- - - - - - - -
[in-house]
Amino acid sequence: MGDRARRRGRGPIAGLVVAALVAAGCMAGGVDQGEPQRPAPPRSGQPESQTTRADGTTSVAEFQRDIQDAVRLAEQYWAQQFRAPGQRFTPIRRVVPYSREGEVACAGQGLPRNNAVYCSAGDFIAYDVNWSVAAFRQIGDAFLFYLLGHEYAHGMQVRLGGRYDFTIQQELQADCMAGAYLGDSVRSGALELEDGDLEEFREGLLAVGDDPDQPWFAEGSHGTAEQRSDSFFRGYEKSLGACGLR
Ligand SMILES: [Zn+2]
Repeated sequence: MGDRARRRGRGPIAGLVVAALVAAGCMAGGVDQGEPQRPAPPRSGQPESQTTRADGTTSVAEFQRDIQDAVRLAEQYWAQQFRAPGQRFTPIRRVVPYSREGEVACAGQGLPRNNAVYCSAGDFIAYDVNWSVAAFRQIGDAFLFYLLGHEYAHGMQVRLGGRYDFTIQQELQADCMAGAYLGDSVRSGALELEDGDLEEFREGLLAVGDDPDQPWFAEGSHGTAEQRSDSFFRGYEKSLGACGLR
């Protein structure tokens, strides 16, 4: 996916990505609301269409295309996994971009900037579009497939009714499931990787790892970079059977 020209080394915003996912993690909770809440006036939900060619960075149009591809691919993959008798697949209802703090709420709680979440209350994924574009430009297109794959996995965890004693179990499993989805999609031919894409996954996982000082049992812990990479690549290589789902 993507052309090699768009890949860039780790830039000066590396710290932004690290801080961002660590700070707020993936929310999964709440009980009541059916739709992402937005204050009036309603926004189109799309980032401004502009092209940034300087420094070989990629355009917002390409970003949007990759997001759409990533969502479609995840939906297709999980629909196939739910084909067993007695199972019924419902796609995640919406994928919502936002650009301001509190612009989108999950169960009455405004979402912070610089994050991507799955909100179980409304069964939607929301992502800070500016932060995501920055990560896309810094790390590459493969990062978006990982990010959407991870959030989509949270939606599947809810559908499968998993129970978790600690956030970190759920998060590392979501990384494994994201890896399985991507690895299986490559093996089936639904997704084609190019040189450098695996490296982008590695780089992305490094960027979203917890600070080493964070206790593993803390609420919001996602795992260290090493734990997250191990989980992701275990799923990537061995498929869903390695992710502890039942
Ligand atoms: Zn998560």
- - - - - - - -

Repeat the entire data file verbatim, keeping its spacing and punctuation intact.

[in-house]
Amino acid sequence: MGDRARRRGRGPIAGLVVAALVAAGCMAGGVDQGEPQRPAPPRSGQPESQTTRADGTTSVAEFQRDIQDAVRLAEQYWAQQFRAPGQRFTPIRRVVPYSREGEVACAGQGLPRNNAVYCSAGDFIAYDVNWSVAAFRQIGDAFLFYLLGHEYAHGMQVRLGGRYDFTIQQELQADCMAGAYLGDSVRSGALELEDGDLEEFREGLLAVGDDPDQPWFAEGSHGTAEQRSDSFFRGYEKSLGACGLR
Ligand SMILES: [Zn+2]
Repeated sequence: MGDRARRRGRGPIAGLVVAALVAAGCMAGGVDQGEPQRPAPPRSGQPESQTTRADGTTSVAEFQRDIQDAVRLAEQYWAQQFRAPGQRFTPIRRVVPYSREGEVACAGQGLPRNNAVYCSAGDFIAYDVNWSVAAFRQIGDAFLFYLLGHEYAHGMQVRLGGRYDFTIQQELQADCMAGAYLGDSVRSGALELEDGDLEEFREGLLAVGDDPDQPWFAEGSHGTAEQRSDSFFRGYEKSLGACGLR
């Protein structure tokens, strides 16, 4: 996916990505609301269409295309996994971009900037579009497939009714499931990787790892970079059977 020209080394915003996912993690909770809440006036939900060619960075149009591809691919993959008798697949209802703090709420709680979440209350994924574009430009297109794959996995965890004693179990499993989805999609031919894409996954996982000082049992812990990479690549290589789902 993507052309090699768009890949860039780790830039000066590396710290932004690290801080961002660590700070707020993936929310999964709440009980009541059916739709992402937005204050009036309603926004189109799309980032401004502009092209940034300087420094070989990629355009917002390409970003949007990759997001759409990533969502479609995840939906297709999980629909196939739910084909067993007695199972019924419902796609995640919406994928919502936002650009301001509190612009989108999950169960009455405004979402912070610089994050991507799955909100179980409304069964939607929301992502800070500016932060995501920055990560896309810094790390590459493969990062978006990982990010959407991870959030989509949270939606599947809810559908499968998993129970978790600690956030970190759920998060590392979501990384494994994201890896399985991507690895299986490559093996089936639904997704084609190019040189450098695996490296982008590695780089992305490094960027979203917890600070080493964070206790593993803390609420919001996602795992260290090493734990997250191990989980992701275990799923990537061995498929869903390695992710502890039942
Ligand atoms: Zn998560």